In the CP121 document on polarisation, the FSA raises the thorny issue of commission versus fees. ...
In the CP121 document on polarisation, the FSA raises the thorny issue of commission versus fees.
Those in favour of fees being the uniform standard method of payment across the industry often cite the legal and accountancy professions as examples of good practice.
However, they neglect to mention that while fee payment is common when it comes to probate or commercial matters, the vast majority of litigation departments within law firms have established the concept of no win, no fee and we see a parallel here.
The question of for whom the adviser is acting is not compromised by such an approach.
It is important that the alternative fee choices ' such as pre-agreed rates of commission for particular product types, irrespective of provider, or pre-agreed defined payments ' are clearly explained to investors before advice is given.
However, that being the case, there is no reason to insist on defined payments.
Effectively, the investor can be offered a choice between payment of a defined monetary amount or a debit against the value of their recommended investment plan.
We believe there is strong resistance by the general public to payment of defined monetary commercial fees (comparable to those charged by other professionals).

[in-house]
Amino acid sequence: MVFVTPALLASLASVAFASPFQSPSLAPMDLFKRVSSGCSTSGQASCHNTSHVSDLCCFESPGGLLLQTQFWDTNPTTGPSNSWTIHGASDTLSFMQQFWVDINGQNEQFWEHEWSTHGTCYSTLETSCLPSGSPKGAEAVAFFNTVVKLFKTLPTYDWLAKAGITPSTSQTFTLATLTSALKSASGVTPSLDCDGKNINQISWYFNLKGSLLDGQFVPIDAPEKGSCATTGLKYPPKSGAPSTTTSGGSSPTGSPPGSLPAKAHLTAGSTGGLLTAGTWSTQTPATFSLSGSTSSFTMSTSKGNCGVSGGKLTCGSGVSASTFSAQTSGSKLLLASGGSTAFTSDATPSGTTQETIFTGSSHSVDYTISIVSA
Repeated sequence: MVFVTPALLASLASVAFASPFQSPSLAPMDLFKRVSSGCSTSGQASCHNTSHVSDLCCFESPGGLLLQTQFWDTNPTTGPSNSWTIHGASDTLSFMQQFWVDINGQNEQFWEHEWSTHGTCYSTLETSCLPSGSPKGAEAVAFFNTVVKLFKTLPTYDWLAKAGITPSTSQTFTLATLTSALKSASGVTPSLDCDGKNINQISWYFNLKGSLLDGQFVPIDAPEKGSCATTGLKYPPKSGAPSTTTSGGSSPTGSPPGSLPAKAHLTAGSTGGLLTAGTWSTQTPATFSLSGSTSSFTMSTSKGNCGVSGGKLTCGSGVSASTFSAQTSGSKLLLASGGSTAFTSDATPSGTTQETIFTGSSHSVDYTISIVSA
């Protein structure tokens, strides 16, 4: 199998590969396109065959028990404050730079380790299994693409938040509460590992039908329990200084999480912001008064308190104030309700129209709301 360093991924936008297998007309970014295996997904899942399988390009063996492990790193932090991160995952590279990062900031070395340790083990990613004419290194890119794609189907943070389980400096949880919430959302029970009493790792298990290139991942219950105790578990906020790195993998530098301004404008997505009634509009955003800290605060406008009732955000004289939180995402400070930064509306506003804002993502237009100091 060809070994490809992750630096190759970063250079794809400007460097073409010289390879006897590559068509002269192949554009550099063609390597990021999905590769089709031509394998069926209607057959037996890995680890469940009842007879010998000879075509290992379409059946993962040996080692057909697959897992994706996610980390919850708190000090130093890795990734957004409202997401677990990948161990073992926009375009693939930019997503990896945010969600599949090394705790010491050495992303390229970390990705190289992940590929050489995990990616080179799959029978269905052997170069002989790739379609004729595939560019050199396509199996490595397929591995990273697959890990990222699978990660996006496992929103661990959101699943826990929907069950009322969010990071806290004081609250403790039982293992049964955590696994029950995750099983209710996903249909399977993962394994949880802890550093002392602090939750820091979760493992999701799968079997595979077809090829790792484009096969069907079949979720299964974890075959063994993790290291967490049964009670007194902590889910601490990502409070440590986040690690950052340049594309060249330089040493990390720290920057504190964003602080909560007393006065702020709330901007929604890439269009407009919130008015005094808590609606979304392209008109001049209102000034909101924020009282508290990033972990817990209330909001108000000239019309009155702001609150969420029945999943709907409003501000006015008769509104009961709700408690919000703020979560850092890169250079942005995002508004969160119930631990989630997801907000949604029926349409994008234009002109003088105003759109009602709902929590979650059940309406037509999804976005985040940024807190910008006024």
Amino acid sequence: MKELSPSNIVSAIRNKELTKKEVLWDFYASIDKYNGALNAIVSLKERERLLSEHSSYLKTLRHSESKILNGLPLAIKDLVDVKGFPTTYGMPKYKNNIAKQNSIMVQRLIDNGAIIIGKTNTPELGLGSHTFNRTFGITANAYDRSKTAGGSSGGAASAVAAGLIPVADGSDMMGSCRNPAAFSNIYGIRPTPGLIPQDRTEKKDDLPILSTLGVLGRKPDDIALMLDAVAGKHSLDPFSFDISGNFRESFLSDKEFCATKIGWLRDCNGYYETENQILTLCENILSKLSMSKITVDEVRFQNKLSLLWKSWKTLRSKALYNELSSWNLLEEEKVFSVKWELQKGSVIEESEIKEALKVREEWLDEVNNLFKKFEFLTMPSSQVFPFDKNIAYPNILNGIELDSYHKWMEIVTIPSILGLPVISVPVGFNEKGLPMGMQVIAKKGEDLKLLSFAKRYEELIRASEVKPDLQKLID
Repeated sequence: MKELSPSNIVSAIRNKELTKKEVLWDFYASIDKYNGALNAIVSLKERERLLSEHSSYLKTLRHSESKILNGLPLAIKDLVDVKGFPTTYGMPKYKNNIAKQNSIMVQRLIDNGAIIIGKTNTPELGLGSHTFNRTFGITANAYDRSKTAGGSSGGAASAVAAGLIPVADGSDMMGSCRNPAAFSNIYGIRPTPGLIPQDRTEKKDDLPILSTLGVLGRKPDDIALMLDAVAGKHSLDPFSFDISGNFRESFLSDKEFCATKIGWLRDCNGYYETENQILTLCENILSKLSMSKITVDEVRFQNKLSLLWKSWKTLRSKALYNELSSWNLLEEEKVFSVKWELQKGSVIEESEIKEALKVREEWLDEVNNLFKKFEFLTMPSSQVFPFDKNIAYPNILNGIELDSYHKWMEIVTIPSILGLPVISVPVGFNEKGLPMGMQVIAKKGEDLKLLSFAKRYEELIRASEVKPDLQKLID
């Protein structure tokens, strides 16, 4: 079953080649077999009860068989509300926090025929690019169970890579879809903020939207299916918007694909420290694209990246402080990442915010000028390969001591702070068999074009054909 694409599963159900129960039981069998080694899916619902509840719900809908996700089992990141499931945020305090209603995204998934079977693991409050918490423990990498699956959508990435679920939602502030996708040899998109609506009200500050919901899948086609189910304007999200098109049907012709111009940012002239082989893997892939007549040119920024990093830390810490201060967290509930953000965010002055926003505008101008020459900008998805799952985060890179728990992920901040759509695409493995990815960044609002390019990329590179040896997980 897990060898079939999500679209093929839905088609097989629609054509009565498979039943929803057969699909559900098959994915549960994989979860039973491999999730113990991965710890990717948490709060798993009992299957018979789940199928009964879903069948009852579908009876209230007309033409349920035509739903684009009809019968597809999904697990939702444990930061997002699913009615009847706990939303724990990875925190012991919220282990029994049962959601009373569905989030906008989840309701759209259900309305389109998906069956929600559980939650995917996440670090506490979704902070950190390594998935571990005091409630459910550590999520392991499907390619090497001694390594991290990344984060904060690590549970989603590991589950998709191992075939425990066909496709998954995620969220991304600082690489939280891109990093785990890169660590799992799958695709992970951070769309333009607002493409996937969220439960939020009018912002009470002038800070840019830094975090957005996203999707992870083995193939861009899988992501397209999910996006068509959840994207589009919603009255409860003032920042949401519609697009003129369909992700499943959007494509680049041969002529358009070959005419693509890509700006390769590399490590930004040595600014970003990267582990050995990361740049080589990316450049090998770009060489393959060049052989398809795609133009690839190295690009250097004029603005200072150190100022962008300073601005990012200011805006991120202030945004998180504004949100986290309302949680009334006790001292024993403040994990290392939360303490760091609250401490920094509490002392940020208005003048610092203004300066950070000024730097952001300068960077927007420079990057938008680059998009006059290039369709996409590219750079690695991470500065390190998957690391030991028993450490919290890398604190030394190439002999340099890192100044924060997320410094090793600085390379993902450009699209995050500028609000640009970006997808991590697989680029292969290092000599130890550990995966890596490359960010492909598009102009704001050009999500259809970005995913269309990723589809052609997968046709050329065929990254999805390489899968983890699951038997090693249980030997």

The effect of a defined payment system as envisaged will be to restrict independent financial advice to only the very wealthy.
The option of paying for advice at pre-agreed commission rates seems to offer a far more palatable alternative and significantly extends the reach of independent advice.
That said, it would be imperative that the cost of advice is clearly and separately identifiable.
To a large extent this would be achieved by the adviser disclosing in advance the rate of commission (and equivalent monetary amounts) that would be received in the event of a particular product or products being recommended.
This being the case, the provider should still specify the actual amount which is payable by way of commission (a) to confirm that it is in line with the adviser's initial disclosure and (b) to relate that disclosure to the specific case of the product finally selected.
In the case of other (non-independent) advisers, I see no real need to separate the costs of advice as the adviser is remunerated by the provider and advice is simply one of the many costs of delivering the product to the consumer.
In fact, to separate the cost of advice may be to suggest that it is controlled completely by the adviser and undermine the independence distinction.
Finally, in order to avoid potential product bias in such a system, it may be necessary for the FSA to specify broad categories of product for which commission rates should be equal, without specifying the rate that should apply, which should be left to commercial pressures.
We also understand that the VAT treatment of fees received by way of commission is more favourable than direct monetary payments.
Jonathan Polin is managing director, UK and Europe sales, at Aberdeen Asset Management
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